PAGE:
Saturday, May 30, 2015

Work in Progrss - Pugs

I'm still working on the pug commission, naughty me. 
 What can I say, art shows, graduations and birthdays.

I'm thinking, I don't like the yellow patches of the couch - too distracting. 

What do you think?

Friday, May 22, 2015

Slow Progress, Busy Schedule

Another busy week. Still have pet commissions to do.

I'm starting to get artist block but I know I'll work my way through it as soon as I can get back to my painting. For now, I have my sister with me, Matt's graduation and Diane's birthday party. I'm so lucky to be able to spend time with family. Today we're going to the Cement Man!

Tuesday, May 19, 2015

Riverside Arts Walk, a fun Weekend

Last weekend was the RAW show. The Riverside Arts Walk.

Rain threatened us most of the weekend but all in all the weather was pretty good. Not too hot, a good breeze and rain mostly at night.

It was fun to go back to the area I grew up in. My parent's lived in LaGrange for 50 years. Riverside is about 10 minutes away. The RAW show was very close to Brookfield Zoo where I spent a lot of my youth and much of my early motherhood days with my own children. In fact, my husband and I had our first apartment together close by in Berwyn.  While driving by  Loyola hospital I shouted, " That's were you and Beth were born."to my daughter. A lot of fond memories were made there.

As we were close to the old neighborhood, we were visited by Aunt Roz and her family, along with my best friend and her family, and my sister and brother-in-law. It always makes the show so much more special with the support and love of family.

Meredith Wenzel with her hand blown glass.

Being in a two day show is somewhat like going away to camp for the weekend. You meet a lot of really interesting people, not only those attending the show but the other art exhibitors as well.  This show wasn't a huge success financially but we certainly had a great time talking to those around us.

Sandra Ragan was game to trying alcohol inks.


 Sunday seemed to be a much better day and I have to attribute that to painting. People love to see others creating their artwork. It's something I have to remember to do more often. This time was a bit challenging without a table and the wind which blew away my photograph away several times and dropped little worms and other debris from the overhead tree. But we made do and it was great fun showing people what alcohol inks can do.

Probably the best part was sharing the time with my daughter, Samantha Rae, who was such an incredible help and stayed with me the entire weekend. Doing a show like this takes a huge amount of effort and I couldn't have done it without her help or that of my husband, Mark who sets up my heavy booth and takes it down with never a complaint.  Thanks guys, and Matt too, for all your support.

Thursday, May 14, 2015

Plein Air Tips for All Us Beginners

One of my goals this summer is to Plein Air paint.

My first attempt last summer was not good. I haven't attempted it again but am determined that this will be the summer I learn to paint plein air.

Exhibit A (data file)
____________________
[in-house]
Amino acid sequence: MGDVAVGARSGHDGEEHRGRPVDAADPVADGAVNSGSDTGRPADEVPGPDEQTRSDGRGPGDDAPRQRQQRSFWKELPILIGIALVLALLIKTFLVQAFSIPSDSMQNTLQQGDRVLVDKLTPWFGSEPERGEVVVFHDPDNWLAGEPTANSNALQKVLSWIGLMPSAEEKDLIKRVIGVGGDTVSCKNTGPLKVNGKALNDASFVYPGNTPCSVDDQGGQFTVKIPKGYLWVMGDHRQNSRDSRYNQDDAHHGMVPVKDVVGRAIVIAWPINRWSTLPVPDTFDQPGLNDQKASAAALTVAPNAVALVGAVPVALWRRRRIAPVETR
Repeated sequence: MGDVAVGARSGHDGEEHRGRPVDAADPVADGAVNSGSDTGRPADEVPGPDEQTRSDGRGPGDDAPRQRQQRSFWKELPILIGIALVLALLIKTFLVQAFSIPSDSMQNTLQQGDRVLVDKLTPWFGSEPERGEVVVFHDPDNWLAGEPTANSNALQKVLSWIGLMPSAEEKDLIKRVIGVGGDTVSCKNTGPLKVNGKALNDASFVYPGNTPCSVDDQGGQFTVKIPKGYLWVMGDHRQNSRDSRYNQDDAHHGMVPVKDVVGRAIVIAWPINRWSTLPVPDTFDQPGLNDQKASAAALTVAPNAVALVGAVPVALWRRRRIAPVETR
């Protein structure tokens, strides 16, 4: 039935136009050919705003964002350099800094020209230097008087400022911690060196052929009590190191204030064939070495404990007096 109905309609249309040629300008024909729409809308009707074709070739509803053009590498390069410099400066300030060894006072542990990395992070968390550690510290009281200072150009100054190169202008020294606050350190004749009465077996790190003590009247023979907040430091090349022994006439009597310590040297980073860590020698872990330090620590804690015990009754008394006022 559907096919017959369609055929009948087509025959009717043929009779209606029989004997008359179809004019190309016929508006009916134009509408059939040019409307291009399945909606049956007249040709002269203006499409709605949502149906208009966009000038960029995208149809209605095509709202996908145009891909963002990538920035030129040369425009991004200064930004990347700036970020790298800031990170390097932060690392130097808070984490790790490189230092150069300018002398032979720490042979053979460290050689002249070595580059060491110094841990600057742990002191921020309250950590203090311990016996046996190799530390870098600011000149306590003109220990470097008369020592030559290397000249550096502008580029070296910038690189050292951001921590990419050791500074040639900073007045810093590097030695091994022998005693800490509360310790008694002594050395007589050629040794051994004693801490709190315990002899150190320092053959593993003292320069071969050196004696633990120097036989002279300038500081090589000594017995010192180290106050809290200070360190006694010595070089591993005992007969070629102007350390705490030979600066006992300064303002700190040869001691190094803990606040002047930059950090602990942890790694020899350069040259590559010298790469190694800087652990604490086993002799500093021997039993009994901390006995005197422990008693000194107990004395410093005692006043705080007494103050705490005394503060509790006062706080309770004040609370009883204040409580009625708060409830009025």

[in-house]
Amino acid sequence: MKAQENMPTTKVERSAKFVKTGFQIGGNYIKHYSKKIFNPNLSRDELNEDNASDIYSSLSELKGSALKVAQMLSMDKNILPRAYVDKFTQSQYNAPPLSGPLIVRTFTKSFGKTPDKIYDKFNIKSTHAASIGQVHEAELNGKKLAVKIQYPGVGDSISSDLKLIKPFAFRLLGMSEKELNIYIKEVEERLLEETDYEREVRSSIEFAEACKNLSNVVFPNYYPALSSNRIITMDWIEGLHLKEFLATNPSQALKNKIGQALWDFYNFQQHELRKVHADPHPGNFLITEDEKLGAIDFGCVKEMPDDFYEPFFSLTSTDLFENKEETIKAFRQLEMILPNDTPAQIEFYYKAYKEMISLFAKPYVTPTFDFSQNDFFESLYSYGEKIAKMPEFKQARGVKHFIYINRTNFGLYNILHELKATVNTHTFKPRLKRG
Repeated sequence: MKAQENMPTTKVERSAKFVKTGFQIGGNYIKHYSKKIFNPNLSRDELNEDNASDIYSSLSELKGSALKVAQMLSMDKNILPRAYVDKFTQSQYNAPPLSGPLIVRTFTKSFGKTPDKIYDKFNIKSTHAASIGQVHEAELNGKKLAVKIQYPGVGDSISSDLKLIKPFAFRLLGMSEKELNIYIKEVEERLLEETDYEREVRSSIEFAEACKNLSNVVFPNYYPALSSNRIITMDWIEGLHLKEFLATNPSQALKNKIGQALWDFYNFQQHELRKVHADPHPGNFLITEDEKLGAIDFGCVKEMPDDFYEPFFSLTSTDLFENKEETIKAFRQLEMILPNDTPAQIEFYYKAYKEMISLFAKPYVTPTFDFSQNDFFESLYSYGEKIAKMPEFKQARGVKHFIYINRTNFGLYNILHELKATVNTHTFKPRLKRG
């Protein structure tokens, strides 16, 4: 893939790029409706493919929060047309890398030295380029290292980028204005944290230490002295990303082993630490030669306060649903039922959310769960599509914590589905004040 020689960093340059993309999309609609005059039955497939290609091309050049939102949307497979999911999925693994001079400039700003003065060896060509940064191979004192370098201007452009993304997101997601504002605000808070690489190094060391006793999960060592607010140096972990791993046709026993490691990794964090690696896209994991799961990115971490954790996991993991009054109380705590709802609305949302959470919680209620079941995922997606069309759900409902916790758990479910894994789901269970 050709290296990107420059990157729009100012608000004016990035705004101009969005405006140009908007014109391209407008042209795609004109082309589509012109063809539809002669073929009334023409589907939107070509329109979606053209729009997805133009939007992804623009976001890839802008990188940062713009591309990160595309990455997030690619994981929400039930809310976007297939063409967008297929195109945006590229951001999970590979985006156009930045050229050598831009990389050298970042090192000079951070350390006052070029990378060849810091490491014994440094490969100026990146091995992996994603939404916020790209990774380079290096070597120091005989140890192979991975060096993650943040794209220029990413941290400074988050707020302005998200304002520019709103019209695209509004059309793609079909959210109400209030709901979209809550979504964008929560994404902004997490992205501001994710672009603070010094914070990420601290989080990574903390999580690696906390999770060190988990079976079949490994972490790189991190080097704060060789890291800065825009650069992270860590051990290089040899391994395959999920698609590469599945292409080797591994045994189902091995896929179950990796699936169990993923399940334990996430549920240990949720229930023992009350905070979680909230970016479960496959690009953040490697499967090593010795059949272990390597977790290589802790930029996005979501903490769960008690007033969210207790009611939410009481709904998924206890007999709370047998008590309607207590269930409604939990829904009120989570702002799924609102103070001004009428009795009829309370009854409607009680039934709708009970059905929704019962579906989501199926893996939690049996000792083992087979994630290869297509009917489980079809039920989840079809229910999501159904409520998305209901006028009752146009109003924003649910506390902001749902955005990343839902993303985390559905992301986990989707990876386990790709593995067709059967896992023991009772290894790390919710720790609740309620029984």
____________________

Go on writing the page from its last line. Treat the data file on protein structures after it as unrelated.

Plein Air is painting outdoors. The artist must deal with the elements, especially the changing light along with time limits. I've signed up for a class and gone to Pinterest where I have been collecting plein air tips for awhile now. Here are some tips and comments I feel are worth noting;

Vadim Klevenskiy lists what the advantages of painting Plein Air are.

1. To paint in the open air is to experience the environment of which you are painting, the sounds, the smells.

2. Plein Air teaches you to be more organized.   

3. You learn to make good use of time while painting. Light can change quickly so you need to make decisions fast.

4. Plein Air forces you to think about what you are painting, actual tones and colors can be interpreted far more accurately .
5. You'll gain knowledge of colors, hues, how light affects things, painting techniques, etc. As my friend Rich says, " You'll learn a lot about mixing colors."

6. It will help you to have stronger observation skills. You'll be more able to discern lights and darks, tones, hues,values, perspective etc.

7. Photographs never capture the quality of color that the human eye can see.

Dan Boone offers these tips.

1. Determine your subject. Focus your eye on a compelling scene within the larger setting.  You don't have to paint everything. Just sit in the setting for awhile before you paint to feel the essence of the environment.

2. Pay attention to how you position your easel. If you have a wall or door to your back people will be less likely to creep up on you. You may want to paint under a tree to be in shade.

3. Lighting is important. The time of day you choose to paint outdoors has a profound effect on the mood of your painting. Colors in the morning and evening are cool tones, while afternoon colors are warm. Beach paintings are lovely at sunset.

4.Use a familiar color palette with paints you've mixed before.

And always know the painting does not have to be completed outdoors. Finish it in your studio if you are more comfortable there. Be sure to take several photographs for reference.

For these and more information see my Plein Air Tips board on Pinterest at Jill Rae Finally Art.

Do you have some tips you'd like to add? Please share them in the comments.

Tuesday, May 12, 2015

12 Ways to Sell Your Art This Summer.

With the warm weather comes some great
 opportunities to sell your art work.

I like to try some different ideas to engage people
 in my art. Here are a few suggestions:

1. Offer you own wine and painting party in your studio or backyard.

2. Have an open studio. For me it would be an open garden highlighting many of my Garden Series Watercolors. Invite some art friends to show their works also. (Have them advertise to their friends.) Be sure to offer demos and fun giveaways to make it a festive occasion.

3. Look for unique ways to showcase your work. For instance, my husband is having an open house in the house he's been rehabbing. I will put several of my paintings on the walls and in places where they can be seen.